The Baltimore Sun

DNA tests confirm identity of dead child

DNA tests confirm that the body recovered from the Patapsco River is that of Turner Jordan Nelson, a 3-year-old whose father is accused of throwing him off a bridge five months ago, Maryland Transportation Authority Police said yesterday.

Police said Stephen Todd Nelson, 37, of Baltimore admitted tossing the boy off the Francis Scott Key Bridge on Feb. 3.

He is charged with first-degree murder, and his trial is set to begin today in Baltimore Circuit Court.

Cpl. Jonathan Green, a spokesman for the MdTA police, said authorities never suspended the search for the boy, whose body was found July 12 near Seagirt Marine Terminal.

Clothing recovered from the body matched the description of what the boy wore when he was last seen, according to a law enforcement source.

Turner's mother, Natisha Johnson, recently held a service for Turner, known as "TJ," after the body was recovered.

Brent Jones

Anne Arundel


Woman, child struck by vehicle, injured

A woman and a child were hospitalized last night after they were struck by a vehicle on a Linthicum street, a spokesman for the Anne Arundel County Fire Department said.

Shortly after 8 p.m., the woman, 39, and the girl, 11, were struck by a vehicle in the 800 block of Nursery Road, said Lt. Frank Fennell, the spokesman.

Fennell said the woman was taken to Maryland Shock Trauma Center, and the girl was taken Johns Hopkins Hospital's Children's Center.

The driver was taken to Baltimore-Washington Medical Center for treatment of minor injuries. Police were investigating.

Richard Irwin


Man linked to hit-run is chased and beaten

An Annapolis man involved with a hit-and-run accident was beaten by two people who apparently chased him from the scene of the crash, police said yesterday.

The man, a 52-year-old Timber Creek Drive resident who was not identified by police because he has not been charged, was found on the ground in the 900 block of Bay Ridge Ave. on Sunday night. He is alleged to have told officers that he was the driver of a Lincoln Navigator that witnesses said struck two parked cars and traffic signs about 9:15 p.m. The witnesses reported that the Navigator had fled the area.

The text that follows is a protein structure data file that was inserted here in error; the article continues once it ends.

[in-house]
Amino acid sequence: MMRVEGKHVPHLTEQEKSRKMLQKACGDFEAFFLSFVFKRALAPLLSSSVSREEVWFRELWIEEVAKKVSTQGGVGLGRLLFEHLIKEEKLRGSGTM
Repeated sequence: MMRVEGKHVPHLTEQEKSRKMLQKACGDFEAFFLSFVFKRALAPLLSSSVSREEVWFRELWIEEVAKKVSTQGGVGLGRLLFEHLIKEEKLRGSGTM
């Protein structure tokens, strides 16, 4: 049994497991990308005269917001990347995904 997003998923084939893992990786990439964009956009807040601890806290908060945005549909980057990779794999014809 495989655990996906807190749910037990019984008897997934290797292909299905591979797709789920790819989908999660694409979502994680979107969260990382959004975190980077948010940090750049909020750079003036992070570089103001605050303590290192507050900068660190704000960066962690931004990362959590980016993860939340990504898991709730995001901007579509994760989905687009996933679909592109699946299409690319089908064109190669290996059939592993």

The driver told officers that after the accident, two men chased his vehicle, which had lost the front driver's-side wheel, into the Eastport Shopping Center.

The driver said that he told the men that he would pay for the damages to the vehicles and was struck repeatedly until firetrucks and ambulances approached and his attackers fled.

The driver was taken to Maryland Shock Trauma Center.

Police spokesman Hal Dalton said police are exploring charges against the man. the incident occurred at Bay Ridge Avenue and Madison Street.

Justin Fenton


The bay

Blue crab population said to fall again

The Chesapeake Bay's 2008 blue crab population has dropped below last year's alarming levels, according to a report released yesterday by the National Oceanic and Atmospheric Administration.

The report confirms that the bay's signature species remains in peril. The population of spawning-age blue crabs in the Chesapeake Bay in 2007-08 was 120 million, down from 143 million during the 2006-2007 season, according to NOAA's data. State and federal experts have set a population target of 200 million spawning-age crabs.

The numbers come from a closer analysis of the winter dredge survey, which was released in the spring. The survey counts crabs as they burrow in the mud and is regarded as one of the most accurate tools for counting crabs in the bay. State officials have said the survey can predict the crab population with 90 percent accuracy.

"It is additional information that basically confirms what has been out there," said NOAA fisheries biologist Derek Orner. "All the surveys were pointing in the same direction."

Last year, the baywide harvest of 43.5 million pounds was the lowest recorded since 1945. Scientists estimated that watermen would be removing more than 60 percent of the blue crabs in the bay if harvest pressure continued as expected - a rate of exploitation the population could not sustain.

Based on the winter dredge survey results, Maryland and Virginia enacted restrictions aimed at reducing the baywide female crab harvest by 34 percent. To reach that target, Maryland announced it would end the season for catching female crabs about two months early.

Rona Kobell

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